A workshop and facilitation guide to support B.C. post-secondary institutions to prevent and respond to sexual violence and misconduct. Accountability and Repairing Relationships is a series of four 90-minute workshops for individuals who have been informed that they have caused harm in the context of sexual violence. Designed for one-on-one or small group facilitation, learners are guided through information and reflection activities that help them recognize the harm they have caused, learn how to be accountable, and develop the skills needed to build better relationships and support a safe and healthy campus. (The slide deck that accompanies this resource can be downloaded from the Introduction).
A workshop and facilitation guide to support B.C. post-secondary institutions to prevent and respond to sexual violence and misconduct. Active Bystander Intervention is a 90-minute workshop for all members of the campus community: students, faculty, administrators, and staff. This training helps learners acquire the knowledge and skills needed to recognize and intervene in an incident of sexual violence as well as discuss strategies for creating a safer campus community. Uses the 4D’s (Direct, Distract, Delegate, Delay) Active Bystander Intervention Model. (The slide deck that accompanies this resource can be downloaded from the Introduction.)
This open access book outlines the challenges of supporting the health and wellbeing of older adults around the world and offers examples of solutions designed by stakeholders, healthcare providers, and public, private and nonprofit organizations in the United States. The solutions presented address challenges including: providing person-centered long-term care, making palliative care accessible in all healthcare settings and the home, enabling aging-in-place, financing long-term care, improving care coordination and access to care, delivering hospital-level and emergency care in the home and retirement community settings, merging health and social care, supporting people living with dementia and their caregivers, creating communities and employment opportunities that are accessible and welcoming to those of all ages and abilities, and combating the stigma of aging. The innovative programs of support and care in Aging Well serve as models of excellence that, when put into action, move health spending toward a sustainable path and greatly contribute to the well-being of older adults.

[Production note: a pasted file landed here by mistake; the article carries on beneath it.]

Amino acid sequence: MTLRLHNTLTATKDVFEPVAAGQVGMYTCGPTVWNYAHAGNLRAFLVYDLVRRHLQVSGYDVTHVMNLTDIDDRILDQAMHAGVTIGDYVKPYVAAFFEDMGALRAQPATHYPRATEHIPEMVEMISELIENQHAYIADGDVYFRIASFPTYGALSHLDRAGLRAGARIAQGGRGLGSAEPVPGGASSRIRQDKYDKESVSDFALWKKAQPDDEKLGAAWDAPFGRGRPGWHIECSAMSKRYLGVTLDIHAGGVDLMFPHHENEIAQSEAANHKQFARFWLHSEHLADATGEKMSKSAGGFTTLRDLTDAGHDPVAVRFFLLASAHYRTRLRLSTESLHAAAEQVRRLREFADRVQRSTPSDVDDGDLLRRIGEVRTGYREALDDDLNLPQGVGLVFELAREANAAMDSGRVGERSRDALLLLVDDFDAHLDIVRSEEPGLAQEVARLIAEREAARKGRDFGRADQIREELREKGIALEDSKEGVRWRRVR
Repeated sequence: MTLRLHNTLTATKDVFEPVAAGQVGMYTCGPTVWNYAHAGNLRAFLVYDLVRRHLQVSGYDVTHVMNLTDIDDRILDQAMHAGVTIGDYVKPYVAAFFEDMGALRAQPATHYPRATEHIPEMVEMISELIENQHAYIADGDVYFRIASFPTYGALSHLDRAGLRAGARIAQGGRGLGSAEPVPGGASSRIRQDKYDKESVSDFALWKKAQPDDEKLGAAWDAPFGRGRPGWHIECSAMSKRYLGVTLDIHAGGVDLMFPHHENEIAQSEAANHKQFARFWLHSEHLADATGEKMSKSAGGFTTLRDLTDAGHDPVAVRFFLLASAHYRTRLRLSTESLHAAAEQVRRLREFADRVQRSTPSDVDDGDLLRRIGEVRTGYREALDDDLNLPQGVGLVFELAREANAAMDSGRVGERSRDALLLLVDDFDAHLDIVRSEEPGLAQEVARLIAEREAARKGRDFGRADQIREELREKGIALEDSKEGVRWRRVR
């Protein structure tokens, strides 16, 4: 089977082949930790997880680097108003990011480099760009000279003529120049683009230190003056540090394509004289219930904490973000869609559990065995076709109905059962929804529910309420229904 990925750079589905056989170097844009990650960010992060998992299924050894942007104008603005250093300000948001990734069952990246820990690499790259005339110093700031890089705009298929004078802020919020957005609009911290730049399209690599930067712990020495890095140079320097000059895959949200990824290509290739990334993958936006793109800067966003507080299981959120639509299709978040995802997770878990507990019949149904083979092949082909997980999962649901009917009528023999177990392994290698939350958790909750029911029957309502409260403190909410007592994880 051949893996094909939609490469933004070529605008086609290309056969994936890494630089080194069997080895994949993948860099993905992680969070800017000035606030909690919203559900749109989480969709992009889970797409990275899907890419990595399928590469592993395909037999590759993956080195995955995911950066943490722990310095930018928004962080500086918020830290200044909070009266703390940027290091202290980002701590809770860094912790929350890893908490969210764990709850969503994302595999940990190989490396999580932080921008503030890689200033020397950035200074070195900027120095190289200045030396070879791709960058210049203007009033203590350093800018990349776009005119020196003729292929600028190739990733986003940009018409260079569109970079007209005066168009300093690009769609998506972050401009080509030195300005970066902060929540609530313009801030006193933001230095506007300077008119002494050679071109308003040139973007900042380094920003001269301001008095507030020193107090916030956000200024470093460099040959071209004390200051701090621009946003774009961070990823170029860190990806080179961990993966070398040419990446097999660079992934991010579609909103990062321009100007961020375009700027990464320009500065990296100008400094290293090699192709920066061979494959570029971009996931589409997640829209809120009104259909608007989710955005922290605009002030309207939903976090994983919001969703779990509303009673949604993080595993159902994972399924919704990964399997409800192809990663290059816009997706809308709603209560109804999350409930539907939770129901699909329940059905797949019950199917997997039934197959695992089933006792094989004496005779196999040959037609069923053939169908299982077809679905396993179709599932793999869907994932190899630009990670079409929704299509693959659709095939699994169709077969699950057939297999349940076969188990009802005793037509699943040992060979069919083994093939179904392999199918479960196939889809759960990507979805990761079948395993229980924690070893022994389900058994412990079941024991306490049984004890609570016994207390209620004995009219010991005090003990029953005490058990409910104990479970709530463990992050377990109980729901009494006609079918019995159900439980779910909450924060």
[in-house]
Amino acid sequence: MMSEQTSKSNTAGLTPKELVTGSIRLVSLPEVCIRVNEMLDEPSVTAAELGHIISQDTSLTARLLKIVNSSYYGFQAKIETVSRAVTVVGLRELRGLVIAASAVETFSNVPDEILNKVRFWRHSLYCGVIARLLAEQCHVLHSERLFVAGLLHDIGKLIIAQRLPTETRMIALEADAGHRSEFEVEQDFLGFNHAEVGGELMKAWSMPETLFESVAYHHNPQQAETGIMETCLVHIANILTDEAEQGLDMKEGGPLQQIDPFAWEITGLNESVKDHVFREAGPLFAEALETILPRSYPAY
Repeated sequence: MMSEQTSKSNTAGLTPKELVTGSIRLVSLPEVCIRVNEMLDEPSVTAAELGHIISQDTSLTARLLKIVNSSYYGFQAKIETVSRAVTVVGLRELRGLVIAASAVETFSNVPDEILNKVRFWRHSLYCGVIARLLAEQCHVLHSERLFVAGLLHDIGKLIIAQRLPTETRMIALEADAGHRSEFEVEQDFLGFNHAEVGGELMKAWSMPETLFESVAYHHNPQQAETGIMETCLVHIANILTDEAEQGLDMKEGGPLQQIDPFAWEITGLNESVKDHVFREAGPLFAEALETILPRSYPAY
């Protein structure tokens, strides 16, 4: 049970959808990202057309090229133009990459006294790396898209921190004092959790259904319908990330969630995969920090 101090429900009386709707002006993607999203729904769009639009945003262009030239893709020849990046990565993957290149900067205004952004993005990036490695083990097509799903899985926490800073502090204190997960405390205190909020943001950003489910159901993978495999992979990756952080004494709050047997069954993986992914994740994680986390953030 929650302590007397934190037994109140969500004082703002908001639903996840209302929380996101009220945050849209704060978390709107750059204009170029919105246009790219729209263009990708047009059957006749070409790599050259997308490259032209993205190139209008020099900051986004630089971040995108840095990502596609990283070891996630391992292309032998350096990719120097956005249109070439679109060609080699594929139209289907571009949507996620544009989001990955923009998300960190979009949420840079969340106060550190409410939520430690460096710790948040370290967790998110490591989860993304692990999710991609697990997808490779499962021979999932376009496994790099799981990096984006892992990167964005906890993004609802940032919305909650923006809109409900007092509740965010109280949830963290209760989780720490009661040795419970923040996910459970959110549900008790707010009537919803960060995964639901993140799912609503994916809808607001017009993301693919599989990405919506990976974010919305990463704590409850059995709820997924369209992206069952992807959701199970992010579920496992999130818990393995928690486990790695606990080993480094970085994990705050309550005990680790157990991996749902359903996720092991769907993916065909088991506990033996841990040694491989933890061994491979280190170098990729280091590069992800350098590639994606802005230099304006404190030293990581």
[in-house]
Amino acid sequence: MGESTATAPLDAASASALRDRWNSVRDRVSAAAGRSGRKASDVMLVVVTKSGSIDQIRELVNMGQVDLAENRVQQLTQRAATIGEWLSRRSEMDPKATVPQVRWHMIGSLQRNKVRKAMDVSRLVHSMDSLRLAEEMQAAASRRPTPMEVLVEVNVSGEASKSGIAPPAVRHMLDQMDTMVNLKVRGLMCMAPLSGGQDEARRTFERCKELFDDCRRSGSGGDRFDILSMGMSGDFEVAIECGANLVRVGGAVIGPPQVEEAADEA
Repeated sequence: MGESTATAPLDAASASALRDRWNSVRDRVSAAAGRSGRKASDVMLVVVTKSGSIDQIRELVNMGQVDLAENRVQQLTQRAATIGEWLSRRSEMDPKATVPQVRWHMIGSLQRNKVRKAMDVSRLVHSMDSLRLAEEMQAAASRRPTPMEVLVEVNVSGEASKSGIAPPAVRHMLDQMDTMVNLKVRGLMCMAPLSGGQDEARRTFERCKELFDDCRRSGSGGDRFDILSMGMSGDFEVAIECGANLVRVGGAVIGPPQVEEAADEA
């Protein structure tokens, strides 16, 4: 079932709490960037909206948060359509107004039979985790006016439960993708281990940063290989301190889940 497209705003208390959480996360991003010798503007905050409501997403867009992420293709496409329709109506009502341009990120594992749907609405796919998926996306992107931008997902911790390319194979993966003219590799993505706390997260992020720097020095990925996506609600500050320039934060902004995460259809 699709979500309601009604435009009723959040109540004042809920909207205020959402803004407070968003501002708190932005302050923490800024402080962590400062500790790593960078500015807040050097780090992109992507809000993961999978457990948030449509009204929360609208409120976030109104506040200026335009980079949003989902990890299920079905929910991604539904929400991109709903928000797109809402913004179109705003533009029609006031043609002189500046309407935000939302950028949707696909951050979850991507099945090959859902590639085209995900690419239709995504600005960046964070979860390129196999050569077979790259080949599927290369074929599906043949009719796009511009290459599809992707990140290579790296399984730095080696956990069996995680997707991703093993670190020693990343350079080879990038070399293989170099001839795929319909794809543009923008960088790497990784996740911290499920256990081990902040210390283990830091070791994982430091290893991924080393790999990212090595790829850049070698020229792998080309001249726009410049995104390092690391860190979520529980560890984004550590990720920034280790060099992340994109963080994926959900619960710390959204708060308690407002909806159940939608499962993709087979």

Welcome to Child Growth and Development. This text is a presentation of how and why children grow, develop, and learn. We will look at how we change physically over time from conception through adolescence. We examine cognitive change, or how our ability to think and remember changes over the first 20 years or so of life. And we will look at how our emotions, psychological state, and social relationships change throughout childhood and adolescence.
This openly licensed text, created with students, approaches contemporary families from an equity lens. It asks two questions relevant to the Difference, Power, and Discrimination outcomes at Linn-Benton Community College and Oregon State University: “What do families need?” and “How do society and institutions support or get in the way of families getting what they need?" Original content is licensed under CC BY, except as otherwise noted. More specific information can be found under Licenses and Attributions at the bottom of each section.
A Different Road To College: A Guide For Transitioning Non-Traditional Students is designed to introduce students to the contextual issues of college. Non-traditional students have an ever-growing presence on college campuses, especially community colleges. This open educational resource is designed to engage students in seeing themselves as college students and understanding the complexity of what that means to their lives.
An introduction to social work in the United States and a wide variety of specializations and populations that social workers engage with. This resource was created for Human Services 1100 - Introduction to Human Services at the College of DuPage, and includes local resources.
This resource will be updated as needed. For the most recent version, visit: https://cod.pressbooks.pub/exploringhumanservices/
This book introduces key terminology and research to help you define, discuss, diagnose, and deal with this the issue of addiction.
This resource will be updated as needed. For the most recent version, visit: https://cod.pressbooks.pub/addiction/
This textbook was created to provide an introduction to research methods for BSW and MSW students, with particular emphasis on research and practice relevant to students at the University of Texas at Arlington. It provides an introduction to social work students to help evaluate research for evidence-based practice and design social work research projects. It can be used with its companion, A Guidebook for Social Work Literature Reviews and Research Questions by Rebecca L. Mauldin and Matthew DeCarlo, or as a stand-alone textbook.
This textbook guides students, step-by-step through the process of conducting a student research project--conducting a literature review, conceptualizing a research question, designing a research project, collecting and analyzing quantitative and qualitative data, as well as disseminating results to academic and lay audiences. The textbook emphasizes ethics, cultural humility, social justice, information literacy, and feasibility as core components of the research process.
We designed our book to help graduate social work students through every step of the research process, from conceptualization to dissemination. Our textbook centers cultural humility, information literacy, pragmatism, and an equal emphasis on quantitative and qualitative methods. It includes extensive content on literature reviews, cultural bias and respectfulness, and qualitative methods, in contrast to traditionally used commercial textbooks in social work research.